REUSE: Politicians in the US and the EU should re-sign their already established agreements, such as NATO or the Transatlantic Economic Council, to focus on communalities of the past. Bringing those ‘old’ agreements to the public’s attention makes possible an understanding of the long history of transatlantic relations as well as their positive repercussions. Moreover, European institutions and symbols that helped implement a common cultural climate in the EU can be transferred to include the United States as well: The Erasmus exchange program could be turned into a transatlantic exchange program or a ‘Transatlantic Visa’ could allow easier border-crossing and longer stays on both sides of the Atlantic.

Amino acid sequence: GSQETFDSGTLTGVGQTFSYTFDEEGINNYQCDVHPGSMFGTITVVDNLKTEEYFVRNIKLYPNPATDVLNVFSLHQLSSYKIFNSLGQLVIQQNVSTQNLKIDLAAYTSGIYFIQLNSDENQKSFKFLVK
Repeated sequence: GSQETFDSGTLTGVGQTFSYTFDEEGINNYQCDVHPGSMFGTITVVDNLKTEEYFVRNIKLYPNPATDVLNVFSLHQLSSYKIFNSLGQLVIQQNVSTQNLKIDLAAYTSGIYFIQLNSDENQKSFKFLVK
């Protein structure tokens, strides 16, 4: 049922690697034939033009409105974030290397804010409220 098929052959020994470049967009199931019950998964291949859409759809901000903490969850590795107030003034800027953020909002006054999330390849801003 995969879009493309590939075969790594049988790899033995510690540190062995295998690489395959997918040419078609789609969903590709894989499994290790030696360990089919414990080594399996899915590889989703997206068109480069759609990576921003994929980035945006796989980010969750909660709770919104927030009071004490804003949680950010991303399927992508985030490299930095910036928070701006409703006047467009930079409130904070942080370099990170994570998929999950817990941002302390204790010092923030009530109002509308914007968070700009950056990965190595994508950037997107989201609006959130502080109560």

RECYCLE: When researching ‘European and American culture’ on the internet, one finds various results dealing with ‘the cultural gap’ or ‘cultural differences,’ yet there are few reports that focus on the inherent similarities of our cultures: freedom, equality (of genders, sexes and races), democracy, capitalism, security and safety, pride in our national identity, and a common and long-lasting history. If we were to sum up the core normative and institutional commonalities of today, we can create a modern “Transatlantic Declaration” that serves as the foundation of our joint cultural climate.
At this point in time, I see two ways our future transatlantic relationships can proceed: We can either continue forcing transnational agreements, such as TTIP, onto the people, disregarding their obvious aversion to them and possibly evoking more drastic populist tensions. Or, we can seminally reduce, reuse, and recycle our current transatlantic agenda in order to foster a joint cultural climate that will dissipate political fears and help legitimize transatlantic legislations and agreement in the future.